Innovation is a very important part of learning and so is preservation of our ancient culture. In the many years that I have dedicated to the development and growth of education and technology at Manipal Academy of Higher Education
Innovation is a very important part of learning and so is preservation of our ancient culture. In the many years that I have dedicated to the development and growth of education and technology at Manipal Academy of Higher Education, I have been witness to the epic pace at which our country is changing to keep up with world markets and in competition with global leaders. What I am clear about is the fact that our future, and the success we make of it, has to be based on respect and appreciation for wisdom from the past. We must not forget that we come from a highly diverse culture that has a very rich history.
I am proud of the initiative the Manipal Academy has taken to set up of the Museum of Kitchen Arts at WelcomGroup Graduate School of Hotel Administration. Chef Dr. Vikas Khanna, Principal Parvadhavardhini Gopalakrishnan and the rest of the team have evocatively brought together the past and the future in this collection of kitchen tools and utensils. Not only does it serve as an extraordinary educational resource on cooking traditions and culture, but it also showcases the rich heritage of craftsmanship that flows through our civilization.
I am sure that this unique Museum established by our alma mater will be an interesting and unconventional source of inspiration to many.
When I was sixteen, my father installed a tandoor for me at home. Aware that this was more to keep me away from associating with the tandoori cooks in the market rather than any desire to encourage my love for cooking, I refused to acknowledge the gift or thank him at the time. But that gift proved to be the foundation of what became an obsession – not just the preparation of food per se, but everything associated with it. Today, on hindsight, I am able to recognise and acknowledge this, which is why when I laid the foundation stone for this museum, I did it in memory of and to honour my late father, Shri Davinder Khanna.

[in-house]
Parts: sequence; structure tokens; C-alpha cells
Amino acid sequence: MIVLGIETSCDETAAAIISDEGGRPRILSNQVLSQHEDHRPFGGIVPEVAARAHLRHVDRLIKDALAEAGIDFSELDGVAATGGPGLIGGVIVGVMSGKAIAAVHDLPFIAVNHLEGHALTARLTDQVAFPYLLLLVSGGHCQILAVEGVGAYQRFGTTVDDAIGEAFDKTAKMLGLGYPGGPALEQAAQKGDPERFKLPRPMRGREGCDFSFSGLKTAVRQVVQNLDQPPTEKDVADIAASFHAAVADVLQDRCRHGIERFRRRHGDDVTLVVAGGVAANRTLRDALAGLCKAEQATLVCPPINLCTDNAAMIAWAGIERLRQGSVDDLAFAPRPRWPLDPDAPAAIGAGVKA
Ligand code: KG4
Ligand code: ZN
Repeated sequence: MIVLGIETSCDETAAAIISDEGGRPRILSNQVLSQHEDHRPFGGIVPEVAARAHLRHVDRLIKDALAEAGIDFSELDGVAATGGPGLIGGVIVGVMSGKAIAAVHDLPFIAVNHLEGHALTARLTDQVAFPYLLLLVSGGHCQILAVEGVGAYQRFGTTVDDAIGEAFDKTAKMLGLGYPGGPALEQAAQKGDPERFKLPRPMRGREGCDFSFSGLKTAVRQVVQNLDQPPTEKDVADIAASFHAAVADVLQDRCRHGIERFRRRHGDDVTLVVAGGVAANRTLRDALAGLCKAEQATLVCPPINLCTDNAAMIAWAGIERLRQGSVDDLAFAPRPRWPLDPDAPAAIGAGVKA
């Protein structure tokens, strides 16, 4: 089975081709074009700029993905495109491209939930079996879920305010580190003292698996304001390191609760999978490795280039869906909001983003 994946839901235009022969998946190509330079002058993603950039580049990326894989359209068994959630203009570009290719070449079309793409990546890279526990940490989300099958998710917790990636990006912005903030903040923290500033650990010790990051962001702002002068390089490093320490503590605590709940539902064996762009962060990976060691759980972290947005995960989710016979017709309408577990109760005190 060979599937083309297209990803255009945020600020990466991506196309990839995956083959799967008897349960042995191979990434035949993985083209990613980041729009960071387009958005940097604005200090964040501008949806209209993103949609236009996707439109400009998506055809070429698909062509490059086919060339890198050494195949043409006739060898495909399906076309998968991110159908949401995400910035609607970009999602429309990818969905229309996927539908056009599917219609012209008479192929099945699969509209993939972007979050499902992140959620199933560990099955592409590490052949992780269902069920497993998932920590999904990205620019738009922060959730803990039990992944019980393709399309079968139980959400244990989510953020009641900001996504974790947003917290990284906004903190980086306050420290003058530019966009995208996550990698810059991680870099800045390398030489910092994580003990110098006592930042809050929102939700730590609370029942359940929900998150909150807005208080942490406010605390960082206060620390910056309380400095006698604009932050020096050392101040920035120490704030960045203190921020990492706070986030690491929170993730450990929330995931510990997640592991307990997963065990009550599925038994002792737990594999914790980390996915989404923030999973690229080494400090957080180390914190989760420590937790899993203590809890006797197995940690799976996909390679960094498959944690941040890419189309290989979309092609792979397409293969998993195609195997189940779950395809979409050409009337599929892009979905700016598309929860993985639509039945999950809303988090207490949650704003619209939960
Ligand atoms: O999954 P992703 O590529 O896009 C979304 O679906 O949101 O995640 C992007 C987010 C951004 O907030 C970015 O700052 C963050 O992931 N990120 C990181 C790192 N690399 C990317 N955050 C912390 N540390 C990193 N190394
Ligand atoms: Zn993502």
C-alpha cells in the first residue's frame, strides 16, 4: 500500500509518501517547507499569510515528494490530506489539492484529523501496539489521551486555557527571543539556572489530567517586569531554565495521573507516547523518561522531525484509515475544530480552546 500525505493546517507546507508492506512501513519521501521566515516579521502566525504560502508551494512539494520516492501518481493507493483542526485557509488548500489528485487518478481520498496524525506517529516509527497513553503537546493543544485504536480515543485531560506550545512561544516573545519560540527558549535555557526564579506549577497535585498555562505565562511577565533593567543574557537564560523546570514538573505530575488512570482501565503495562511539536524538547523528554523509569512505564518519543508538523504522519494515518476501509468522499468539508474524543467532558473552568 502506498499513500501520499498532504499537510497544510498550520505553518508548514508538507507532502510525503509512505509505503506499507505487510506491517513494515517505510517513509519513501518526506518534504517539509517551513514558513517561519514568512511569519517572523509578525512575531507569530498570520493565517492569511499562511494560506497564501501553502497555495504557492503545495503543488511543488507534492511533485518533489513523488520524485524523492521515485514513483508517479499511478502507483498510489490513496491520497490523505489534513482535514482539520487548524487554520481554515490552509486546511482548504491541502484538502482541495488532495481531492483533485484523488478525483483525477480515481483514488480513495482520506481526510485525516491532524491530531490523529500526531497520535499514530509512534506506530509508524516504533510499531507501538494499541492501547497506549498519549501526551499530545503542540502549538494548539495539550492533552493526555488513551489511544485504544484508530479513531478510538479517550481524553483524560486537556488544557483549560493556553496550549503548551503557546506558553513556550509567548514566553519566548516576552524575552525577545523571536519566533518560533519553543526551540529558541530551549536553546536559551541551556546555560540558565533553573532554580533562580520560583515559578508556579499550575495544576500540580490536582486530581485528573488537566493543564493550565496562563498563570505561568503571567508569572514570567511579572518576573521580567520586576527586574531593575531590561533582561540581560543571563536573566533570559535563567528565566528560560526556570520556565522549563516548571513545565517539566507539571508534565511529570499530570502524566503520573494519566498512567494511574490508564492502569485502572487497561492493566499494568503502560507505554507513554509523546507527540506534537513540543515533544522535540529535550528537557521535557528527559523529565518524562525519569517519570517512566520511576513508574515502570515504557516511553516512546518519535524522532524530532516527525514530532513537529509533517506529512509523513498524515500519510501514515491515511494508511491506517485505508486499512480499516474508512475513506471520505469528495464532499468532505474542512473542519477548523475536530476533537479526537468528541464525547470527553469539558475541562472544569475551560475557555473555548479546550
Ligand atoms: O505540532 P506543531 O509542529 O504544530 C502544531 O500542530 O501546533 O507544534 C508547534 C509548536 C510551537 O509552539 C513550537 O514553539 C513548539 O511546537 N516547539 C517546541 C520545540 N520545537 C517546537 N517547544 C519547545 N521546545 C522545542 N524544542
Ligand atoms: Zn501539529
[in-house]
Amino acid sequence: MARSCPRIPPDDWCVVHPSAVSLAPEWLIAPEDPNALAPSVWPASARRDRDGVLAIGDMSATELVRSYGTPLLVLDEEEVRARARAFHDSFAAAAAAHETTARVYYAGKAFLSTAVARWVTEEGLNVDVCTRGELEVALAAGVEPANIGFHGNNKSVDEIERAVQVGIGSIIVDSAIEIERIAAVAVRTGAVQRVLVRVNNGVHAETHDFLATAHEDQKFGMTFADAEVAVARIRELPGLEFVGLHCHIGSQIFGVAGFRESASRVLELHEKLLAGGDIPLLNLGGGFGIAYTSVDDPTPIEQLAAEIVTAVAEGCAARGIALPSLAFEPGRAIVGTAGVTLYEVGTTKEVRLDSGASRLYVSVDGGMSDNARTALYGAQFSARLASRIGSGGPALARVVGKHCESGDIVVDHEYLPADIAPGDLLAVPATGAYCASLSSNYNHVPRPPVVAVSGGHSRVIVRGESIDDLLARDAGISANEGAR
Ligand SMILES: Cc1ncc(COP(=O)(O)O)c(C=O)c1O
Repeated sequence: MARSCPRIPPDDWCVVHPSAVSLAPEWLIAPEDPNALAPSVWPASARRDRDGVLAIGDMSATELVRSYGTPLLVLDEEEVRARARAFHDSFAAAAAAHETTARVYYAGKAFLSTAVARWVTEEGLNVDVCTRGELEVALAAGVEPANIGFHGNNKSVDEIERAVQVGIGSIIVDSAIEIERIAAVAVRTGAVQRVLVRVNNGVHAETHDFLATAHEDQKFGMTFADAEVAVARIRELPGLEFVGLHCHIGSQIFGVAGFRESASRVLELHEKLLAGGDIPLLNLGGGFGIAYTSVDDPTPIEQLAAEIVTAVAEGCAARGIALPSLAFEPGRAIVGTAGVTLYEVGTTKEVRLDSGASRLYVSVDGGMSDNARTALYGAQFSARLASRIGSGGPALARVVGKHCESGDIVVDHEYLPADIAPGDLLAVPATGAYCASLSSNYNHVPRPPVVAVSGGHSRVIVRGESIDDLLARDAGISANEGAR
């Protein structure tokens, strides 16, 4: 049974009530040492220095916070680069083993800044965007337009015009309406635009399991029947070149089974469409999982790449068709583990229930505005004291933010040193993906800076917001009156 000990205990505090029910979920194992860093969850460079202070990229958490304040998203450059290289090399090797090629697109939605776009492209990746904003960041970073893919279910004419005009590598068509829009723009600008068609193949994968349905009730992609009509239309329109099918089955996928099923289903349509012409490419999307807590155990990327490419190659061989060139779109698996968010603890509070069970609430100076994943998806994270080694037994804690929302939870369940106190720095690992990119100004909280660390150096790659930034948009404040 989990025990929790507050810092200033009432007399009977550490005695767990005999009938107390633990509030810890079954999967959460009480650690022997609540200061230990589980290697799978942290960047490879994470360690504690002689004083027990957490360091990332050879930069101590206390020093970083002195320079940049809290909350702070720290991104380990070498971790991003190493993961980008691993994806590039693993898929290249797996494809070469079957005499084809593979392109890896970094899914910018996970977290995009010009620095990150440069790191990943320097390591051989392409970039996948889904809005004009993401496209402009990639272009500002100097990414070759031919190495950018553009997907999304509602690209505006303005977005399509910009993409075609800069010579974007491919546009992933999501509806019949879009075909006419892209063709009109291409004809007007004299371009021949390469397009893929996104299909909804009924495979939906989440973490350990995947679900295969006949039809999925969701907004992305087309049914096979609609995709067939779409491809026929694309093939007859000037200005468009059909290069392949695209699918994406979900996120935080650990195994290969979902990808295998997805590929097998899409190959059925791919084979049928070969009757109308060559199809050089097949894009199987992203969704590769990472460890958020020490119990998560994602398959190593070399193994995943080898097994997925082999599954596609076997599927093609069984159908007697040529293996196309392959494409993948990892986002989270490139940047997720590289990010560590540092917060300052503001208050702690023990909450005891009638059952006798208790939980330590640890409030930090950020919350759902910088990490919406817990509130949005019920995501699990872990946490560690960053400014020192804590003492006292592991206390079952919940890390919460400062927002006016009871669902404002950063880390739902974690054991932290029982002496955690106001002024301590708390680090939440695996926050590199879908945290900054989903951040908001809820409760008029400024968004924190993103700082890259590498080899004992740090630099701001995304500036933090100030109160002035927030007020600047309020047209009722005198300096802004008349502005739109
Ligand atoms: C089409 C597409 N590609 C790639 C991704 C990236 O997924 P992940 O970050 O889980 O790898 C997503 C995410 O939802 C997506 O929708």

Culture and tradition express themselves in myriad ways. To those who listen their cadence can be heard even in the clamour of ordinary, commonplace objects such as kitchen tools, utensils and vessels. It certainly called out to me, and, lover of stories that I am, I have been collecting these for years and years now. That they are filled with the rich aroma and flavour of the kitchens they belonged to is only a part of their charm. For me, these are vessels – patra - carriers of the rituals of hospitality, celebration and festivity that graced cultures; their intrinsic beauty showcases the tradition of skilled craftsmanship that thrived amongst those who shaped them so perfectly. Even as a child growing up in Amritsar, I was fascinated by phandaywali gali - the street of utensils where it was sometimes possible to watch the craftsmen making utensils from scratch. It was an amazingly powerful experience to see sheets of metal slowly transformed into the most beautiful vessels with only fire and coordinated hammer strokes working the magic.
Gradually, large extended families living together became a thing of the past. Gone was the time when generations ate together from the same kitchen; when feeding someone was a sacred ritual; when it was inauspicious to count the number of people who sat down to eat; when family, friends, neighbours, and strangers all were fed from the generous pots and platters that shone in kitchens. Slowly, the craftsmen disappeared, overwhelmed by the mass-produced vessels and utensils that flooded the markets.
Cooking styles changed: degchis, iron kadahis and brass pots were replaced by pressure cookers, frying pans, and stainless steel pots; the mortar-pestle gave way to the electric mixer grinder! Few remembered why saag was best cooked in an iron kadahi or lentils in the narrow-necked handi. Traditional utensils were no longer in accord with the needs of the 'modern' nuclear family. Initially consigned to storage trunks, cupboards and attics, there came a time when they were sold by weight of the metal alone. In the years that I have collected utensils, there are so many instances I can recall when, almost buried under scrap and junk, I have come across a particular utensil that hints at an amazing story of tradition and heritage. When I left home for the United States in 2000, I carried my grandmother's castiron kadahi with me. She alway claimed that the methi-aloo she cooked in it was incomparable, and my father's favourite. It remains the most treasured vessel in my kitchen - a million times more valuable than the glittering Mauviel that adorns the walls. The thought of the wealth of history and intricate works of arts melted as scrap makes my heart ache. I would count saving even one of each shape or metal composition a major victory, but my apartment is rapidly reaching capacity! A museum was the logical solution. Not only could it save many iconic pieces from the scrap dealer and give them a second chance, but it would also give our children the opportunity to understand their heritage and culture. The history of India's rich tradition of culinary arts must be preserved to educate the generations to come.
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